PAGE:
WE lost something when, as a culture, we jettisoned the old folk, saying: "Sticks and stones may break your bones, but words will never hurt you." Over the last half-century, with the rise of the notion of self-esteem and increasing numbers of studies into bullying and emotional pain, we appear to have decided that there is no value in saying: "They're only words." Nowadays, researchers investigating bullying at Iowa State University tell us that "sticks and stones may break your bones, but words can kill".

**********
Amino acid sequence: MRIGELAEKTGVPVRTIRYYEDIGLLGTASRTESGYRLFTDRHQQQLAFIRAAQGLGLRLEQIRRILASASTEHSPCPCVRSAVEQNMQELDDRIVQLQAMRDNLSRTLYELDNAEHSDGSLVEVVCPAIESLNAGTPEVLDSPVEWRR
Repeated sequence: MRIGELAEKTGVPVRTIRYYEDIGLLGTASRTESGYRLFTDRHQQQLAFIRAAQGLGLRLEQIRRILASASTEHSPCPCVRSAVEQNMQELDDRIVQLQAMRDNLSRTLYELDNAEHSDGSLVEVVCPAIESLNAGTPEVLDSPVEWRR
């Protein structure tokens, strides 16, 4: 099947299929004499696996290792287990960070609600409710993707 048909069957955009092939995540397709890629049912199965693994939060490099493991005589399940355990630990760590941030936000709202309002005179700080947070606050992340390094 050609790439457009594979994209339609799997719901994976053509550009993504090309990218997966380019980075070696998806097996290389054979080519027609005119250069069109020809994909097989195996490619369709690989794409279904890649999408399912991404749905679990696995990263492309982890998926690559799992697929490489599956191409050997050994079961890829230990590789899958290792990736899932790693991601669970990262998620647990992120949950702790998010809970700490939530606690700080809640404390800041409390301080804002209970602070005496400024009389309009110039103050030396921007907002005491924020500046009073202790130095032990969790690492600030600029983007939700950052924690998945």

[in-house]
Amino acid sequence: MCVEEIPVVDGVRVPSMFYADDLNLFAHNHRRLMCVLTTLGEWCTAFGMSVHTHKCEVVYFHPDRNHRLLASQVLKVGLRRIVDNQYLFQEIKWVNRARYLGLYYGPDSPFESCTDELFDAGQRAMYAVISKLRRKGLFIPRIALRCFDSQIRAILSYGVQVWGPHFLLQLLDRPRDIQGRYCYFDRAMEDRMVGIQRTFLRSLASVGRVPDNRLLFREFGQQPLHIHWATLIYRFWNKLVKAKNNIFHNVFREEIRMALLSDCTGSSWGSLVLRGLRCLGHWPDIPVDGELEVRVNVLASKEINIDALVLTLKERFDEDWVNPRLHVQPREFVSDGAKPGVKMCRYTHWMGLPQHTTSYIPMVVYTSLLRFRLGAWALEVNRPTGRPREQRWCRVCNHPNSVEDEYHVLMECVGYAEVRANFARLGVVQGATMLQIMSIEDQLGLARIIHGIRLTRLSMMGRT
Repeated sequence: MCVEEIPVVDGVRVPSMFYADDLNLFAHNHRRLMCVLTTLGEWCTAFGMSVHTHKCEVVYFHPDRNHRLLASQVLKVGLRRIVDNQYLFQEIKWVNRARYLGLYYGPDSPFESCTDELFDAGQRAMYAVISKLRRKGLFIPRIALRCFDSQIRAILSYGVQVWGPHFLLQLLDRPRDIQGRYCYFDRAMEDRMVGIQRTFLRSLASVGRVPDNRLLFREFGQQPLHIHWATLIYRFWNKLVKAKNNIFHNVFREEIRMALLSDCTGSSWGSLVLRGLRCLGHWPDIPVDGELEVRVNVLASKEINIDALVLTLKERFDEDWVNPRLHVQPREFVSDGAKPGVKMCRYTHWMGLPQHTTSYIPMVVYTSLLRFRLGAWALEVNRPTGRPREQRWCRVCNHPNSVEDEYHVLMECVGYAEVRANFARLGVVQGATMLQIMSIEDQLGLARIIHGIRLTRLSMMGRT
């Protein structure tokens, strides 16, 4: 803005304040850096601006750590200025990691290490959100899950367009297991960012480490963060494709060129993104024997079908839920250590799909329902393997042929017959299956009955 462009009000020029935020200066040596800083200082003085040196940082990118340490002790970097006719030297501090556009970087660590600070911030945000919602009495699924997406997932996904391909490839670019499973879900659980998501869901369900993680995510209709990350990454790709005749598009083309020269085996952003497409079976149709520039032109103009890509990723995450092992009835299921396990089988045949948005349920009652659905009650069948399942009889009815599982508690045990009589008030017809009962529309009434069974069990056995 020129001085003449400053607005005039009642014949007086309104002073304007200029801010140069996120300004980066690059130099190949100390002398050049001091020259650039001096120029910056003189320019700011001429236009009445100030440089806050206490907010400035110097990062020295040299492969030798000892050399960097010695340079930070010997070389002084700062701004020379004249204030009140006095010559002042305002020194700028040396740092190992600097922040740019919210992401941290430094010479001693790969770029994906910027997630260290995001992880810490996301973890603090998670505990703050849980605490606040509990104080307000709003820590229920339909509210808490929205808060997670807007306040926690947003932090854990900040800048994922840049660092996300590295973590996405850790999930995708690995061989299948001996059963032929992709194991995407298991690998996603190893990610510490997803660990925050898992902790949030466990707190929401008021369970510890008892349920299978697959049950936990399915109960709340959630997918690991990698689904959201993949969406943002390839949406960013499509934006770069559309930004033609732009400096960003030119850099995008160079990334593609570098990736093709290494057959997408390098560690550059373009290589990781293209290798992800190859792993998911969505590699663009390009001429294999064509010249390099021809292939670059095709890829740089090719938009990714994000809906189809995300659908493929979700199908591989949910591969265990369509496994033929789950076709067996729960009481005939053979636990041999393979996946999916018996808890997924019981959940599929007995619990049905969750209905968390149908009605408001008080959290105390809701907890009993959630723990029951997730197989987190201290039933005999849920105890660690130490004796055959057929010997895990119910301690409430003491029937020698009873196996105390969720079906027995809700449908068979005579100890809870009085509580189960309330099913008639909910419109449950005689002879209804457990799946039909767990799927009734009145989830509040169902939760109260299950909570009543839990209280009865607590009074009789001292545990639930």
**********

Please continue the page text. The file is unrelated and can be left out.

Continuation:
Today, words proliferate. We are surrounded by a digital babble, of twitter and other social media and, for our own good health, we cannot afford to give these words any more power than they already have by taking them too seriously. We can't afford, for instance, to give Twitter trolls any more sense of empowerment than they already have, by considering their words worthy of police and legal attention. We drop the old "sticks and stones" adage at our peril.
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